Do you have those four things? Where are they?

Do you have the courage to apologize for the harm you did to others and be sincere? Can you feel the pain they feel? Can you see how wrong you were to commit your crime(s)?

What if those crimes were committed against you? How would you feel?

If you are in prison, any prison, and have complaints about being there or anything about how you are treated while there—who put you there? Who is responsible?


You are not going to be just plucked out of a crowd of people and shoved into a prison cell for the Hell of it. You are there because of what you DID. Had you not DONE it (whatever it was) you wouldn’t BE there. Now, would you?

When I was a Correctional Officer, some inmates told me there were good bosses and bad bosses, and I was a good boss. I didn’t have to threated inmates to do anything. All I had to do was tell them once.


Because I treated them with respect. I remember telling inmates, “I am just here to make sure you stay here. I am not here to make your life even worse than it already is.” I told them, “You know what the rules are, and as long as you obey the rules we won’t have a problem between us.”

One night as I was patrolling the main corridor of a prison, I overheard an argument between a Trustee and an Officer. I hurried over to that cell block and said, “Hey, hey! It’s two o’clock in the morning! What’s going on here?”

The officer told me the Trustee refused to wake up an inmate in a certain cell to tell him his cell restriction was over. It was the practice of the prison to wake up inmates in the middle of the night to give that notice. I don’t know why. It just was. The Officer was threatening to put the Trustee on report. I told the Officer to walk away for a few minutes and let me speak with the Trustee. The Officer complied.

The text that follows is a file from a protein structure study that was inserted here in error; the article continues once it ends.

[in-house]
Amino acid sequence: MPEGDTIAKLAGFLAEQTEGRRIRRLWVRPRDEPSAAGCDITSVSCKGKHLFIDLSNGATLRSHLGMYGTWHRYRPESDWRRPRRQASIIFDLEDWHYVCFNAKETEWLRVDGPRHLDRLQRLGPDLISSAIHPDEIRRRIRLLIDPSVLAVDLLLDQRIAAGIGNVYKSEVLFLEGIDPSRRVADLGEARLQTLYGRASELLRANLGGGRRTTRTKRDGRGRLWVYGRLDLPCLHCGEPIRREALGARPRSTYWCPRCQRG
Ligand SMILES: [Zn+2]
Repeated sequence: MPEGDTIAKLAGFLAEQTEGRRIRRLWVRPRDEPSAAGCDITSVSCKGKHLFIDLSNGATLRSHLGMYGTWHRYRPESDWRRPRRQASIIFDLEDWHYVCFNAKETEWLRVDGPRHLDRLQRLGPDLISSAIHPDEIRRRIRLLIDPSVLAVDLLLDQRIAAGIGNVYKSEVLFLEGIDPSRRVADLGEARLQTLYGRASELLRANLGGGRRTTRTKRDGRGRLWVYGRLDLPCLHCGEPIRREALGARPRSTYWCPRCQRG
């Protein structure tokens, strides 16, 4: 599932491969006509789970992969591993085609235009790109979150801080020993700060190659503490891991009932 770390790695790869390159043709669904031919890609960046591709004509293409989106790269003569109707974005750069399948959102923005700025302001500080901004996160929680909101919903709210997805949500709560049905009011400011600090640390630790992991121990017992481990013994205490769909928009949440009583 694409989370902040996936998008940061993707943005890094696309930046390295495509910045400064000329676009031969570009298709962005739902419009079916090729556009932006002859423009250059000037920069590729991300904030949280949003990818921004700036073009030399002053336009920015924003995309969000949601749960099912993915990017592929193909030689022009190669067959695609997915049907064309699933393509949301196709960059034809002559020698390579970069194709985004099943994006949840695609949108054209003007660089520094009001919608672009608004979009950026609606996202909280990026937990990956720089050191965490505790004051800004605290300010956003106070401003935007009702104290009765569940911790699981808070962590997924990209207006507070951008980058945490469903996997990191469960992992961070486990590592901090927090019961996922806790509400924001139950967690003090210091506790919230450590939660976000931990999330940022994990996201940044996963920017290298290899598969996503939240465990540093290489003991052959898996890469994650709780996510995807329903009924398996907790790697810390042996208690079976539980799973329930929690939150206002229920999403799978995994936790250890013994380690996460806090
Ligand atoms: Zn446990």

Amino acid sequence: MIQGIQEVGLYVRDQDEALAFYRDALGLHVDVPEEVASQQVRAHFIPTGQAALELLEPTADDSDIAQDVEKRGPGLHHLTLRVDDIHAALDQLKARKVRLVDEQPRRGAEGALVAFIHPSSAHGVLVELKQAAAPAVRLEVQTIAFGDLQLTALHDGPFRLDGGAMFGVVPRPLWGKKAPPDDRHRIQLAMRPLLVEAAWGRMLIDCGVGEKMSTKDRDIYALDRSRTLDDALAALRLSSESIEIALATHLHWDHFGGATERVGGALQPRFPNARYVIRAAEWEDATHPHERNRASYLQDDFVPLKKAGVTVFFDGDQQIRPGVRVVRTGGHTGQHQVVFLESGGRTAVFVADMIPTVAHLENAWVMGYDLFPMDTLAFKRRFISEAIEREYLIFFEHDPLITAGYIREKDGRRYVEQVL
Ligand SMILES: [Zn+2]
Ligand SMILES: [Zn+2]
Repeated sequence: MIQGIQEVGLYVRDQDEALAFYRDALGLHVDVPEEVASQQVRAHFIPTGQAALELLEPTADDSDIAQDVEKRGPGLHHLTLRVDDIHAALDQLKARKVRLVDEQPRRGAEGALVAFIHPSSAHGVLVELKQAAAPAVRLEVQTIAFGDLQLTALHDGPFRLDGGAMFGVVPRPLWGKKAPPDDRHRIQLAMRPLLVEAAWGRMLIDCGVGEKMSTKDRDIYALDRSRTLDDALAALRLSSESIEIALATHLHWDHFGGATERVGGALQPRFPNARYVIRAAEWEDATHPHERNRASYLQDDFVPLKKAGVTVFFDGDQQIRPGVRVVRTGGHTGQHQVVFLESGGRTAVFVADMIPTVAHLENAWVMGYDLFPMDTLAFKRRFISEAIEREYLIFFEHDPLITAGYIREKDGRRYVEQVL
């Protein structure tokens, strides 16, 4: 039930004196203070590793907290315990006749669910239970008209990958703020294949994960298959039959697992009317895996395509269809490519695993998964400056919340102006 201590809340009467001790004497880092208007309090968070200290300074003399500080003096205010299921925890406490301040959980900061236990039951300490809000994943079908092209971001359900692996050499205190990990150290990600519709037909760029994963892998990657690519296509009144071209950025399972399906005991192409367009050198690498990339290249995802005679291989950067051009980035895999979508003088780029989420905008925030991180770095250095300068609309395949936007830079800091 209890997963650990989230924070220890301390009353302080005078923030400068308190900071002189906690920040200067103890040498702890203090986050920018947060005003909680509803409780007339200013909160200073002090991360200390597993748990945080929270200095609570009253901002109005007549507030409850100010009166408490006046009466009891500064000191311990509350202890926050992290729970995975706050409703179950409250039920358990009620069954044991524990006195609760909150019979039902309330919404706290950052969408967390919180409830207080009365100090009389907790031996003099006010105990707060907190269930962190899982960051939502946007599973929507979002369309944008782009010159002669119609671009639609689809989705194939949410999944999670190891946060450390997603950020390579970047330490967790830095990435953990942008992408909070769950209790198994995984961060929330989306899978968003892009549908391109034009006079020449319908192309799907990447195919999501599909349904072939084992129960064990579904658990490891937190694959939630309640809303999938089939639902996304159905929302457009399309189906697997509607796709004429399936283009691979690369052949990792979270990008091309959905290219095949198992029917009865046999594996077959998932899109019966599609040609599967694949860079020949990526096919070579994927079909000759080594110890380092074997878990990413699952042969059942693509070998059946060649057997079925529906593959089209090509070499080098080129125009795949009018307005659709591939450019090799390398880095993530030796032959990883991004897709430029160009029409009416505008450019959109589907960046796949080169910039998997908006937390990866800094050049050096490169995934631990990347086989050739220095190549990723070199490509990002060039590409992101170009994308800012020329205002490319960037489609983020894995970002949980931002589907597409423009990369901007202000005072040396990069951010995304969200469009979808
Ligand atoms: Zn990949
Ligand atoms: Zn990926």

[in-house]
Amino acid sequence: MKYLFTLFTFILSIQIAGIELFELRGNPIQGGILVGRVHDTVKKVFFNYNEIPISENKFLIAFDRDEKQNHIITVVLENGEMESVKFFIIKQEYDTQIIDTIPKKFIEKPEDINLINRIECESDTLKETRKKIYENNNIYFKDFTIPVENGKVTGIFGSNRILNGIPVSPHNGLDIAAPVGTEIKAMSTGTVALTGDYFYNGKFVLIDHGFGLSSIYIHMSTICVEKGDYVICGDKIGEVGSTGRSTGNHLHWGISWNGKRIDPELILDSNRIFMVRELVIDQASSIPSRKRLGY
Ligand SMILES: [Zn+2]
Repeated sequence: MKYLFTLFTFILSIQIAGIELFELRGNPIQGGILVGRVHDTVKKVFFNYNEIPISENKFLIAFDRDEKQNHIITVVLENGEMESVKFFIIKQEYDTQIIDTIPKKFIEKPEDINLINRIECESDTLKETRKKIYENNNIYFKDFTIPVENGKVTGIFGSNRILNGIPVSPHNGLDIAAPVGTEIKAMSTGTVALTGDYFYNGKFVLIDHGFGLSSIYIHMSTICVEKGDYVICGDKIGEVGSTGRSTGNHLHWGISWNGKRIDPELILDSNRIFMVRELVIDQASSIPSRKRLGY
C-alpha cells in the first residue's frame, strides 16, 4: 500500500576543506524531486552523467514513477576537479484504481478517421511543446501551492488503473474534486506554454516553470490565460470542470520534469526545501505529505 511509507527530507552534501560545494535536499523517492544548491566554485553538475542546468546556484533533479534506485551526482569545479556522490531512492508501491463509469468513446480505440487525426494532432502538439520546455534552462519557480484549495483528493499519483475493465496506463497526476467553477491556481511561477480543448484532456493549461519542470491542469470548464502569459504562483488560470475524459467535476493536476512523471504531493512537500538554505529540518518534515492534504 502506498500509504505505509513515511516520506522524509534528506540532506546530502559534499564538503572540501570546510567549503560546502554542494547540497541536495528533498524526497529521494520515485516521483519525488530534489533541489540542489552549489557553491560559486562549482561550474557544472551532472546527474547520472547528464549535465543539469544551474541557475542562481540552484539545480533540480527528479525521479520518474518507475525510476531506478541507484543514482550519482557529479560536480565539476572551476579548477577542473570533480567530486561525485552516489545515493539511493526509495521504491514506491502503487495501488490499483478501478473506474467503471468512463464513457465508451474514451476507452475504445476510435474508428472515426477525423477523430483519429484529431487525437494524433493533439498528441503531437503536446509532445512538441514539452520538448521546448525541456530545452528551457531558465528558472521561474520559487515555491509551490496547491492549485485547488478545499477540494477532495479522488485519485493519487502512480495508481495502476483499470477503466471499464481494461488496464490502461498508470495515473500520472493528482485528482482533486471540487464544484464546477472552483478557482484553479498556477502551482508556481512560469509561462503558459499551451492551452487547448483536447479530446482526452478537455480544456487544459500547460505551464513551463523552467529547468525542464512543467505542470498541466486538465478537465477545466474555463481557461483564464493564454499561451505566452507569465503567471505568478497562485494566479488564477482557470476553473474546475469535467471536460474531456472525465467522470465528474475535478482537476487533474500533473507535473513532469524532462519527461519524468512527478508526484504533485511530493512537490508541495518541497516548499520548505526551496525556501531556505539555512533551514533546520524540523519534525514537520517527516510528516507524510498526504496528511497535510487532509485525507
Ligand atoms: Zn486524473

The Trustee explained his reason for refusing, and I understood and told him so. Here was my solution:

“Listen, _____________, I understand you all work hard during the day, and you need your rest, so let’s do it this way. In order to pacify that Officer, go down to that cell and pretend you are waking up the inmate to give him the notice, but give me your solemn word you will tell him when he wakes up in the morning. Understand? I want your word on that.”

I showed that Trustee that I was willing to trust him. I was willing to take his word and that he would honor his word. He was a criminal. He committed a felony and was spending years in prison for his crime, but I was willing to trust him. I was willing to trust him as a man.

The Trustee did not disappoint me.

Later that morning, the Officer and I were in the Officers Quarters, and he wanted to fight me. He was angry!  He was also about 200 lbs, whereas I was about 150 lbs. He wanted to wrestle me, and he would have beat me, but I wanted to fist fight. What happened was he got me on the floor, but I was face down and tucked my arms in tight and wound up laughing almost uncontrollably while other officers watched. The attacking Officer finally gave up.

One last note about this: Inmates later told me privately if I wanted them to dish out some punishment to that Officer all I had to do was say the word. That was one helluva compliment coming from an inmate. I was quite flattered. Inmates were willing to go to bat for me and assault another Officer on my behalf. I replied, no, I did not want any harm to come to that officer. The matter was over and that was it. No harm ever came to that Officer.

You see, I could have chosen to put that Trustee on report. I could have allowed harm to come to that Officer, but harming other people is not the way to live one’s life.

I’ve never committed a crime, and there have been times in my life when I was dead broke, hungry, thirsty, and desperately needed money, but committing a crime would put me in jail and even prison. I could blame no one but myself for that. Any misfortune that came my way would be of my own doing and well deserved.

I made a choice. You can, too.   The question really is:

Are you man enough to make that same choice?

Who put you in prison?

About Thomas C.

Disabled American Veteran, Conservative, divorced, animal lover, former professional photographer, undiscovered comic, Italian (and a romantic one, too).
This entry was posted in Crime, Law and tagged , , , , , , , . Bookmark the permalink.